Returning to Vietnam
Bob Waldheim recently returned to Vietnam with his wife Ruth, 50 years after he fought in the Vietnam War from 1967 to 1968. Bob spent his 19th birthday stationed in Lei Nong, at the Marine Civic Action Group compound Alpha 8, during the Tet Offensive. It was a small village located six miles south of Hue that was then part of South Vietnam. This year, he decided that it was time to return. 'I needed to get rid of my guilt, get rid of the black spots on my heart. No therapy in the world was going to lift those spots'.
Why did you decide to go back?
Ruth pushed me to go. She encouraged me to face the demons head on, and I knew in my heart that I needed to find peace. I was personally at the point in my healing where I needed to deal directly with the effects that Vietnam has left me with. I also wanted Ruth to see the place that had left its unshakeable mark on me.
How did you plan your trip?
I searched online for a tour that would be tailor-made, and I found Audley. I didn't want to go to Hanoi — I wanted to walk on the land that I had been on 50 years ago. My life has been impacted by the effects of wartime post-traumatic stress disorder (PTSD). I needed to face my demons in order to heal and live my life without fear. A week later, Veronica had planned a trip for us, paired with a guide who had lived through the war and a driver. Veronica had listened to more than our needs; she had listened to our story and had created an itinerary that spoke to it.
Life on the Mekong Delta
Bob revisiting the land where he fought
What was the value of exploring the country with your own guide?
Thong is a former history teacher who had, at the age of eight, witnessed the landing of US Marines in Danang. He was incredibly knowledgeable and shared stories of the history of the people, the culture, and how the war impacted the country where I spent a year fighting. He enlightened me and helped me to understand his country’s past, present and future.
Most importantly, between Thong and our incredible driver, they were able to find areas that I needed to visit despite the fact that they are now overgrown and unrecognizable.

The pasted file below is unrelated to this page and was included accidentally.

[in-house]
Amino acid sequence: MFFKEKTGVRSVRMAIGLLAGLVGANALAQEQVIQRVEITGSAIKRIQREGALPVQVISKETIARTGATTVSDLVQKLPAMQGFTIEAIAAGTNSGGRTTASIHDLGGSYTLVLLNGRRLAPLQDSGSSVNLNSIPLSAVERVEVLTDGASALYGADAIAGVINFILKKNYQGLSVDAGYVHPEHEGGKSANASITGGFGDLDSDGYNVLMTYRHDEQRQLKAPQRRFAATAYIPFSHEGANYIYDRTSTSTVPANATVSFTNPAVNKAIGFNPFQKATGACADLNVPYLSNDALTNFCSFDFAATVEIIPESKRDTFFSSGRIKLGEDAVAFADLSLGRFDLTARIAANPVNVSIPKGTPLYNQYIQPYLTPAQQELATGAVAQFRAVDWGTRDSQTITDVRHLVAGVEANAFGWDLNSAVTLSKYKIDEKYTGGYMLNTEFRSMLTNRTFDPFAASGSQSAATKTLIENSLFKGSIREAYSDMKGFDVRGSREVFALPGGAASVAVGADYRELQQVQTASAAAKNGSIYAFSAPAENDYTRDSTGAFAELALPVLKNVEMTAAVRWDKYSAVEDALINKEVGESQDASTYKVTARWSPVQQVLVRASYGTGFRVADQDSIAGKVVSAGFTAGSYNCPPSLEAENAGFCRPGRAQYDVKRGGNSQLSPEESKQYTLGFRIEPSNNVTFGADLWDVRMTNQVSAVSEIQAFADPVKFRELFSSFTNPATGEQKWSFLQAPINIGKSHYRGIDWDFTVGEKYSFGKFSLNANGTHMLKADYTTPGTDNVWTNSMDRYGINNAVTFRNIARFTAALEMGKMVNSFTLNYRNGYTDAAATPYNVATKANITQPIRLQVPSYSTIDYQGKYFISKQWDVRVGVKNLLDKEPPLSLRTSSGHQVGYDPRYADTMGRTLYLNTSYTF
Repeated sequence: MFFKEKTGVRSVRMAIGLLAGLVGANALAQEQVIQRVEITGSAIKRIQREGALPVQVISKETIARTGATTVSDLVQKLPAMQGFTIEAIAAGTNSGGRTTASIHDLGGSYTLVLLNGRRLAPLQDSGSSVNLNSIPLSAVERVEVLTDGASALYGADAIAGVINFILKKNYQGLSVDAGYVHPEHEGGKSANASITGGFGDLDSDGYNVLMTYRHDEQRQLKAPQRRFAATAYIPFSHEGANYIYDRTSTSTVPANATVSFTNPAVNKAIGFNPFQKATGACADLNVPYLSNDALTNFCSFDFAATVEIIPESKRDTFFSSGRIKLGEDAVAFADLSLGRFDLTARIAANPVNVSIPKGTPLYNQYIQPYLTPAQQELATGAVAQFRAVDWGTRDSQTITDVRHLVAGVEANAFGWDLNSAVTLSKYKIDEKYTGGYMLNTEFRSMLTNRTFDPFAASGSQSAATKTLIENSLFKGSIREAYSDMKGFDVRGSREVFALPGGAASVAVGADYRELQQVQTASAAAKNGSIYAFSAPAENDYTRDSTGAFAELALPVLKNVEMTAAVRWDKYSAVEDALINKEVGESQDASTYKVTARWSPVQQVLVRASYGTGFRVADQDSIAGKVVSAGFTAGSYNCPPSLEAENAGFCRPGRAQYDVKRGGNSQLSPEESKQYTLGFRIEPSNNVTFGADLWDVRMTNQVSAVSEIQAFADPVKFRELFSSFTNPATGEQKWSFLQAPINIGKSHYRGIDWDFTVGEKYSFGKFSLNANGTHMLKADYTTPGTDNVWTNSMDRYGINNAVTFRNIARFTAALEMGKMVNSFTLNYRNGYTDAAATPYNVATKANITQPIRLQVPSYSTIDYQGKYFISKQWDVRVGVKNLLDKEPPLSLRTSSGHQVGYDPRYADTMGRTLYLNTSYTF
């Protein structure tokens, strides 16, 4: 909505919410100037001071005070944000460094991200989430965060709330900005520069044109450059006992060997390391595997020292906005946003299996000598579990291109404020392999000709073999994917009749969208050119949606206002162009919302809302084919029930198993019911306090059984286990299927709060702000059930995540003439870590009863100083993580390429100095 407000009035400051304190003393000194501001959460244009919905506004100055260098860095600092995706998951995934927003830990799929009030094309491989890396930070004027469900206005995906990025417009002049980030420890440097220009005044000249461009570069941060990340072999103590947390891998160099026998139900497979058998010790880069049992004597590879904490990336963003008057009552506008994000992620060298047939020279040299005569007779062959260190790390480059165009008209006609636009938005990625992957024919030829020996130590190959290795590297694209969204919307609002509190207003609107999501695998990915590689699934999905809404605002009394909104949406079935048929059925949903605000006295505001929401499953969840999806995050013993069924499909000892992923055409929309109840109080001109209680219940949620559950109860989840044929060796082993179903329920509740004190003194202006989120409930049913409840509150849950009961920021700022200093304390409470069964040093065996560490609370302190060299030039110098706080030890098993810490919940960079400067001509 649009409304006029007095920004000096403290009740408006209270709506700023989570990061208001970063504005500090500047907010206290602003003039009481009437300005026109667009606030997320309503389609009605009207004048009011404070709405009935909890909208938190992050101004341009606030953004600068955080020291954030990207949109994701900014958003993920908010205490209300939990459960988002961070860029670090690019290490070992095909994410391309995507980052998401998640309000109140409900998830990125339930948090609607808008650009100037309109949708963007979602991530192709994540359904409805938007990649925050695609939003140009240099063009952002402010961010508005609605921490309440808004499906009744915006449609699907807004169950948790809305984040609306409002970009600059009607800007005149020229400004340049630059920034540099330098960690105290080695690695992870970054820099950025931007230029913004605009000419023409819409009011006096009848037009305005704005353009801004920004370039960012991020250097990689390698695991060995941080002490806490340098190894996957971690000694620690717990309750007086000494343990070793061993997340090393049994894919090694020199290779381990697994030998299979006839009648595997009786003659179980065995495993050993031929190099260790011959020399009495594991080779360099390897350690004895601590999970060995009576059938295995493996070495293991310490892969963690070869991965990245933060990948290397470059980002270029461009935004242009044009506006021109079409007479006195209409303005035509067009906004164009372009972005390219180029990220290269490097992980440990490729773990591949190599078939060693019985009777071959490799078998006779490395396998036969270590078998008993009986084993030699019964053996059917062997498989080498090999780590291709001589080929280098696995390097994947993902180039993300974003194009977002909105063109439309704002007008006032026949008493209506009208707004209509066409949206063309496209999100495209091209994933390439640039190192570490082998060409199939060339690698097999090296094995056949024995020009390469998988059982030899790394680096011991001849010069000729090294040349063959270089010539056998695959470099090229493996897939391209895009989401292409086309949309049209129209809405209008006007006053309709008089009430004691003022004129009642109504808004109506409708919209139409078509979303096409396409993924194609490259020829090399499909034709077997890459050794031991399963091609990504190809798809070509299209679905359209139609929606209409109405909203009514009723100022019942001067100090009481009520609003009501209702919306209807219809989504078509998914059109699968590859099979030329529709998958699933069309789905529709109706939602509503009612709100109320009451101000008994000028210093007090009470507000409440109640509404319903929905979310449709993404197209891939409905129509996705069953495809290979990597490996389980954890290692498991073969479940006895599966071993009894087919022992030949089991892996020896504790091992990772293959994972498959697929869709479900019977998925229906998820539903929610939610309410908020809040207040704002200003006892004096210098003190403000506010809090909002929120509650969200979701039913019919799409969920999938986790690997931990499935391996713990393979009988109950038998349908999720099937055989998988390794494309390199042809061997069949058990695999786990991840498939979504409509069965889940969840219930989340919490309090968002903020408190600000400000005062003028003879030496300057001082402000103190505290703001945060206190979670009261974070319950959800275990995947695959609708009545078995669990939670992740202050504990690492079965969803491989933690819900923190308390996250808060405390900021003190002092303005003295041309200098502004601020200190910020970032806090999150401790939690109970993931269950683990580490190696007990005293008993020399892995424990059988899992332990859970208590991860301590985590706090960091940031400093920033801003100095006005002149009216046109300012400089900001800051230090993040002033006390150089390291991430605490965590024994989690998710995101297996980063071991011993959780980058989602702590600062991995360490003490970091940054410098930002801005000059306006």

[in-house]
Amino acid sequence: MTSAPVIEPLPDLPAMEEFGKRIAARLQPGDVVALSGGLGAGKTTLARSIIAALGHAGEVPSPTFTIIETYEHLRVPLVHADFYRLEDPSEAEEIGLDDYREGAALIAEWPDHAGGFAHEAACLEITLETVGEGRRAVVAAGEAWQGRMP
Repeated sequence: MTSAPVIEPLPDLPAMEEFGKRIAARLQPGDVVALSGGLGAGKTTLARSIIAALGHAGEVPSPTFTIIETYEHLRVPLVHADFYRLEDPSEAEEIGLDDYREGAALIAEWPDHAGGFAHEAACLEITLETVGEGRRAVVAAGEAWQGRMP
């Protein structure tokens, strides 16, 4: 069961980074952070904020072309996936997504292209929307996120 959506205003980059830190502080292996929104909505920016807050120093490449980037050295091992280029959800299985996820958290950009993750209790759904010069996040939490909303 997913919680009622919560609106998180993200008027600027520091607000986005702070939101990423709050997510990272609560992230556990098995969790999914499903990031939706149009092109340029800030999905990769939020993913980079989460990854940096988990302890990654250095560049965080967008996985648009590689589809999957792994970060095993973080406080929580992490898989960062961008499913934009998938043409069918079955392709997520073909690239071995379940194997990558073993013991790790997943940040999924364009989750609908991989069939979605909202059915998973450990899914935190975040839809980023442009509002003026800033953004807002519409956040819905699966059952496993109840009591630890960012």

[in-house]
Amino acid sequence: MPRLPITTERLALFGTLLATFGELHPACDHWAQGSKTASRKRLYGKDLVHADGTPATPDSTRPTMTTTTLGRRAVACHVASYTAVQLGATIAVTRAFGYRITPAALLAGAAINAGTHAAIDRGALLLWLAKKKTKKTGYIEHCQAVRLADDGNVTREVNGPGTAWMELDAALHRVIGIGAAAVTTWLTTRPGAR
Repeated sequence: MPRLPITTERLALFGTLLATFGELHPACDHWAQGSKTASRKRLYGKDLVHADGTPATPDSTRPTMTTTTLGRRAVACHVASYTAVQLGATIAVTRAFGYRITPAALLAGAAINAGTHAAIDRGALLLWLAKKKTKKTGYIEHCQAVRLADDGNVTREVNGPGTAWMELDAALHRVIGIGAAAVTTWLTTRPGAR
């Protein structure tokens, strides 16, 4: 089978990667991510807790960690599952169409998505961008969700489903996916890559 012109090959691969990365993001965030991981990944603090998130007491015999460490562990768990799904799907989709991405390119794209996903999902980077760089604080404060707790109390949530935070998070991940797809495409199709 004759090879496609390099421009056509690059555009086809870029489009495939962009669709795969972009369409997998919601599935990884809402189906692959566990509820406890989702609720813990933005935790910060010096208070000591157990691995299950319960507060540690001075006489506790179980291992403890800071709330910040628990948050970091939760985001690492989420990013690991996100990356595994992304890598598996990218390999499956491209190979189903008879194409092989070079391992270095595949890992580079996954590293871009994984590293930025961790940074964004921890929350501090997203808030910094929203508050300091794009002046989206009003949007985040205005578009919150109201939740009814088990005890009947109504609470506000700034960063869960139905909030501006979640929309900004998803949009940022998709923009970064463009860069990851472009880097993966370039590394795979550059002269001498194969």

Tell me about JimMie
Connection was essential to get me through some of the darkest days in Vietnam, some of the darkest I’ve ever experienced. I met JimMie, a young boy who was just four years old and lived where I was stationed. We developed a friendship that was pure innocence, something that no longer existed during my reality at the time. I took his picture 50 years ago, and when I returned to Vietnam, I brought that picture in the hope that he had survived the war. Thong showed the picture to everyone. He asked shop owners, people on the street, anyone who might know of JimMie’s whereabouts.
When our last day in the region was approaching, I asked if we could scrap the day’s scheduled activities and keep searching for the village. Something told me to try again. A woman seemed to recognize the photo and ran off yelling JimMie’s name. The moment she returned with a man who appeared to be in his mid-fifties, I knew it was him. He wasn’t sure at first as to who I was, but once he saw the picture, he started crying. Both of us just stood there crying and hugging, the tears more meaningful than any words.
A four-year-old JimMie
Bob with his wife Ruth and a grown up JimMie
What healing occurred when you were there?
There were three times when we had Agent Orange dumped on us in the war, a defoliant chemical that was responsible for the deaths of millions of people. I was haunted by the question of what happened to all the people who lived there. I had to go back and see for myself. I had to know what their healing looked like. And I needed to see what it looked like when we put our wounds together and turned them into strength.
As we stood in a museum in the Ashau Valley looking at pictures of children with birth defects, I turned to the curator and told her how sorry I was for what we did in and to her country. I’ll never forget what she said back, 'The Vietnamese culture is one that lives for the future, not the past'. It was the second time in eight days that I had listened to those exact same words.
On our second day, we had been introduced to a retired North Vietnam colonel who spoke the same words. We hugged and cried when I asked him for forgiveness. The black spot that I have lived with for the past fifty years was finally lifted from my heart. No more nightmares. No more regrets. I have finally found peace of mind and heart.